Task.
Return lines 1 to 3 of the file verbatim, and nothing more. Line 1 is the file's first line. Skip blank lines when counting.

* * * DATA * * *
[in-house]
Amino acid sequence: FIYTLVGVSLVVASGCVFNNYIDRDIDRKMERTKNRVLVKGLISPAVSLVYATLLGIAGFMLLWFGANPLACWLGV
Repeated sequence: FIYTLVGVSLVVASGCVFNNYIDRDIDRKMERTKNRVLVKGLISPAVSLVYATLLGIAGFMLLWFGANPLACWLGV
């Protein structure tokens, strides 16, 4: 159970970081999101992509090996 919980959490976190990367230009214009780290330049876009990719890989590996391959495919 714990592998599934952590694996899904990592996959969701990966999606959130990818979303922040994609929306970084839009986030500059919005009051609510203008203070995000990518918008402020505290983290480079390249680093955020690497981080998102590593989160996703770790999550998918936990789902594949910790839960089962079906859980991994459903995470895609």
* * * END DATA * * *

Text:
[in-house]
Amino acid sequence: FIYTLVGVSLVVASGCVFNNYIDRDIDRKMERTKNRVLVKGLISPAVSLVYATLLGIAGFMLLWFGANPLACWLGV
Repeated sequence: FIYTLVGVSLVVASGCVFNNYIDRDIDRKMERTKNRVLVKGLISPAVSLVYATLLGIAGFMLLWFGANPLACWLGV